Marvel Rising: Secret Warriors Barely Explore Its Own Themes


Secret Warriors Could Have Been An Amazing Film

Marvel Rising: Secret Warriors is a Marvel movie you’ve likely never heard of before. I hadn’t. It’s a film about a superhero team with some very familiar names if you keep up to date with the greater MCU canon. Or even just Spider-Verse canon. That said, Secret Warriors is also not based on either of those continuities. Ms. Marvel, for instance, has stretchy powers, and Captain America has a teenage sidekick named Patriot. And there are plenty of other changes if your only frame of reference is the movies.

And, sadly, for Secret Warriors, the most interesting thing it actually does is replicate how a comic book feels. To be clear, this isn’t like Spider-Verse. The animation is barebones, but the plot and pacing are structured in such a way that I could practically pinpoint where the page flip would be. The plot throws so many characters, powers, and monologues, with nigh-static views of people’s faces delivering them, that it’s got to be a partially stylistic choice. Or a severe budget limitation. Or both.

The Animation Never Manages More Than Average

Unfortunately, regardless of whether it was supposed to be some artistic thing, it doesn’t translate well to the medium of movies. Everything ends up with an odd flow. The animation is cool for a moment, then very choppy the next. Dialog is often redundant, with characters repeating similar ideas or straight-up reexplaining to characters they haven’t gotten to tell yet. I’m almost sure there’s a plot hole where Squirrel Girl makes the same deduction twice.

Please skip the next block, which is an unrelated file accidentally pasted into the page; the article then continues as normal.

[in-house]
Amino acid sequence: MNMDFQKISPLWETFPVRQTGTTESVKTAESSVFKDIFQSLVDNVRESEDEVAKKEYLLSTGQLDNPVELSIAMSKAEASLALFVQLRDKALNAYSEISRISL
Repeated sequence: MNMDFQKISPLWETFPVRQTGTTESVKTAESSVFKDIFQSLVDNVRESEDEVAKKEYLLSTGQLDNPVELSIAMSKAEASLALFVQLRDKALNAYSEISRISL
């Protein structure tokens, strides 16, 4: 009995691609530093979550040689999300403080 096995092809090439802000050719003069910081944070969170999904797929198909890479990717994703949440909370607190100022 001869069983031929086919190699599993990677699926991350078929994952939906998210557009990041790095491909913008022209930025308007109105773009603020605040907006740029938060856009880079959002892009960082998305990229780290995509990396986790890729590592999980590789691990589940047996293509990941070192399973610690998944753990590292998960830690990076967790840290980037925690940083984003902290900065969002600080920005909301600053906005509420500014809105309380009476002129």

Secret Warriors

The Dialogue In This Movie Is Especially Egregious

And that’s especially odd because the themes of the story could’ve been super interesting—and still are a little, if you infer stuff from background details. Superheroes, like supernatural creatures, are often used as an allegory for feeling different in society, and in this version of things, there’s been a recent event that granted (maybe random) people powers. That’s a fantastic inciting incident. The cultural impact would be massive. But it’s almost entirely dropped as a concept for large swatches of runtime. And furthermore, I think it’s a fraught idea—to say the least—to make the in-universe name for people given powers “Inhumans.” Having everyone call them that is…just not thinking through the implications. There’s clearly a simmering bigotry against them, straight-up referenced by Squirrel Girl. Why would the naming convention lean into dehumanization? I’m not really the critic to tackle this sort of thing, but I wish the narrative even addressed some of these questions.   

It’s also barely explained as a general story idea. “Inhumans” have to have gotten their powers from this one specific event, apparently. So, is it mostly a linguistic thing? Is there somehow a stigma about how you get powers? Characters like Squirrel Girl or American Chavez are not part of the same grouping, but it’s not explained why that’s a notable distinction. The Avengers are treated unilaterally as heroes—and have powers. One character’s arc even calls into question why super-tech and biological powers are thought of differently. An opening narration, a little expositional scene, something at the very least, would’ve made this a little less of a mess.

So, yeah, Secret Warriors is not a great movie in most regards. The voice acting is a big saving grace, a few character moments are nice, and it’s short enough to not overstay its welcome. But I can only watch characters talk around what the story should be about and run at each other using the same attacks for so long. Watch this if you like any of the core characters and want more fun with them, but don’t expect a ton from this movie.

Secret Warriors

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